In Europe, during the months of December and January, the streets are full of Christmas lights and “Merry Christmas and a Happy New Year” boards. In Bali, during these months, the streets are full of huge penjors (bamboo poles with offerings to the Gods) and “Selamat Galungan dan Kuningan” boards.
But what are Galungan and Kuningan?
For me, those words could be the sounds of Balinese instruments. Of course, I had no idea what those beautiful words mean and that’s why my Balinese mentor enlighted me. “With simple words, Galungan symbolizes the victory of Dharma over Adharma (good over evil)”, she answered me. But that was not enough. I thought that must be really epic. The good defeats the evil! I wish I could believe this too. And like a child thirsty for tales and myths, I asked her desperately for the whole story.
“…Once upon a time, there was a powerful and fearful king, Mayadenawa. He had supernatural powers and because of that, he was acting mean and arrogant. He was against the Gods and he was destroying the nature and the holy temples.
Many tried to fight him, but because of his power to transform himself into different creatures, he was always surviving. The people were suffering because of his actions and pinned their hopes on Gods’ help. Finally, Indra, the king of the Gods, came from Heaven to confront him. Despite the filthy tricks and the magic of Mayadenawa, Indra won the battle and killed him. Mayadenawa’s defeat was clear, but the people weren’t sure if he was dead or he was faking it for one more time. After 10 days, they realised that they were finally free of his evil existence and that is the day of Kuningan.”
Except for the myth, these celebrations are dedicated to the creator of the universe and to the spirits of the ancestors. On the day of Galungan, it is believed that these spirits visit their families on the Earth and they go back on the day of Kuningan. During this period, the Balinese Hindus participate in many ceremonies and rituals in order to connect with them and also, welcome them with offerings and prays at home or at the temples of their villages.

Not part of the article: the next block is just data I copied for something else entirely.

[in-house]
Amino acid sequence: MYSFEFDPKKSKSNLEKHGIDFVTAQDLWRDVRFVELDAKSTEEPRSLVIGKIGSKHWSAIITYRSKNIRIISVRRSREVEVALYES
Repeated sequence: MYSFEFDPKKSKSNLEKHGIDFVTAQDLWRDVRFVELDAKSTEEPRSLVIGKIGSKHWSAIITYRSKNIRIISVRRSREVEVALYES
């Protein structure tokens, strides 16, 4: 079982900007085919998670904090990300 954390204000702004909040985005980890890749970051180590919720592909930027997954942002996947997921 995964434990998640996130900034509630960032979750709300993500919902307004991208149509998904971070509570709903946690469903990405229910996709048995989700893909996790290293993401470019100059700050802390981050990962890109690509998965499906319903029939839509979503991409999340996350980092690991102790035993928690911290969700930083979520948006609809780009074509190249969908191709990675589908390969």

My friend, Mening, was kind enough to invite me and the other European volunteers in her village in order to introduce us to this Balinese tradition and experience Kuningan with her family.
We were supposed to spend all the day at the temple and this sounds really promising for surprises to a European like me. I wore my new white kebaya and I was ready to participate in a ceremony for the very first time.
As the only bules (foreigners), we were the surprise of that day. The people of the village were very friendly and kind, trying to talk with us and explain the process. I have to mention the adorable grandmothers who, by the way, are my weakness here, and despite the lack of language communication, because of my poor Indonesian vocabulary, we had a wonderful connection full of hugs and big toothless smiles.
The temple was decorated with the colours of Kuningan, white and yellow. Fruits, flowers and sweets were the offerings to the gods and the ancestors. On the background, Beautiful gamelan music played an important role in the ceremony and the traditional Balinese dance from the women was part of every ritual.
We tried to dance for a little and I enjoyed it a lot but the women were laughing at us. Ok, I get it. Our dance could seem very funny to their eyes. I guess, it is like an English try to dance syrtaki.
The day passed with many prays, breaks for food and storytelling but for sure, the highlight for me was the possession of spirits or Gods in -not one but- three women.
I thought that something serious was happening to those girls as they were screaming and floundered in the ground but everyone else was so calm and confident how to deal with it. What I noticed was that all started during the ceremonial dance and the possessions were stopped with the help of the holy water. Mening told me that these incidents happen all the time during the rituals and probably those possessions were positive because as I mentioned, the Gods are present on the Earth those days.
After 10 hours in the temple with too much new information to process, my belly full of Indonesian food and my body ready to collapse, we went back home and I fell asleep, giving my mind time to understand this totally different culture and dreaming of beautiful forest spirits like a true balinese.